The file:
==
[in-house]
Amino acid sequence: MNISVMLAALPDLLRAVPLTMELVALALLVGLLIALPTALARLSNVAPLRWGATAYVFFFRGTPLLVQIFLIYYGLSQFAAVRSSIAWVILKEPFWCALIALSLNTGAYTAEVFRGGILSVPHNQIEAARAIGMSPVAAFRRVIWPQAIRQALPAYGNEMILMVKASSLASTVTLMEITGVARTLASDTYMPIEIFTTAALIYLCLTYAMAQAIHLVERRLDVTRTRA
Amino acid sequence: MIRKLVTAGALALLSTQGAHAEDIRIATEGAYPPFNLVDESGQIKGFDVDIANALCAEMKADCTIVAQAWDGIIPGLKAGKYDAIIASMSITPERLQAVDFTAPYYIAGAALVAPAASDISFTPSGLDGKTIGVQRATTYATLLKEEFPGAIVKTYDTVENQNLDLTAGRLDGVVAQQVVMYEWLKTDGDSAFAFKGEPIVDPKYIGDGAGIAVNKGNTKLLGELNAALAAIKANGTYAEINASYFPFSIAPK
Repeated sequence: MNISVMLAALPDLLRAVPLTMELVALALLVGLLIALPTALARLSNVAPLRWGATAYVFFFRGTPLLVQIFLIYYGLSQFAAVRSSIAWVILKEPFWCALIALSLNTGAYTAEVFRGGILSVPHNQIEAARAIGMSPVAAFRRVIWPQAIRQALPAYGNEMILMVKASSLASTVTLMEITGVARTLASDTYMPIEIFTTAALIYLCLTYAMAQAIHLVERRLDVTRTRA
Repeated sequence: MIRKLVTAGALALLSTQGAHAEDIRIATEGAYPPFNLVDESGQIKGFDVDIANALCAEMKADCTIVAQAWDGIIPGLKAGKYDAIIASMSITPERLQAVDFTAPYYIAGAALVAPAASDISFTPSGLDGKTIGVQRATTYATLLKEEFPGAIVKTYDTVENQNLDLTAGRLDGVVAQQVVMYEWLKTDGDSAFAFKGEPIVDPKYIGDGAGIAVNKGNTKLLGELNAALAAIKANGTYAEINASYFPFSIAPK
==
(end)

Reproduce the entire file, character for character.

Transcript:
[in-house]
Amino acid sequence: MNISVMLAALPDLLRAVPLTMELVALALLVGLLIALPTALARLSNVAPLRWGATAYVFFFRGTPLLVQIFLIYYGLSQFAAVRSSIAWVILKEPFWCALIALSLNTGAYTAEVFRGGILSVPHNQIEAARAIGMSPVAAFRRVIWPQAIRQALPAYGNEMILMVKASSLASTVTLMEITGVARTLASDTYMPIEIFTTAALIYLCLTYAMAQAIHLVERRLDVTRTRA
Amino acid sequence: MIRKLVTAGALALLSTQGAHAEDIRIATEGAYPPFNLVDESGQIKGFDVDIANALCAEMKADCTIVAQAWDGIIPGLKAGKYDAIIASMSITPERLQAVDFTAPYYIAGAALVAPAASDISFTPSGLDGKTIGVQRATTYATLLKEEFPGAIVKTYDTVENQNLDLTAGRLDGVVAQQVVMYEWLKTDGDSAFAFKGEPIVDPKYIGDGAGIAVNKGNTKLLGELNAALAAIKANGTYAEINASYFPFSIAPK
Repeated sequence: MNISVMLAALPDLLRAVPLTMELVALALLVGLLIALPTALARLSNVAPLRWGATAYVFFFRGTPLLVQIFLIYYGLSQFAAVRSSIAWVILKEPFWCALIALSLNTGAYTAEVFRGGILSVPHNQIEAARAIGMSPVAAFRRVIWPQAIRQALPAYGNEMILMVKASSLASTVTLMEITGVARTLASDTYMPIEIFTTAALIYLCLTYAMAQAIHLVERRLDVTRTRA
Repeated sequence: MIRKLVTAGALALLSTQGAHAEDIRIATEGAYPPFNLVDESGQIKGFDVDIANALCAEMKADCTIVAQAWDGIIPGLKAGKYDAIIASMSITPERLQAVDFTAPYYIAGAALVAPAASDISFTPSGLDGKTIGVQRATTYATLLKEEFPGAIVKTYDTVENQNLDLTAGRLDGVVAQQVVMYEWLKTDGDSAFAFKGEPIVDPKYIGDGAGIAVNKGNTKLLGELNAALAAIKANGTYAEINASYFPFSIAPK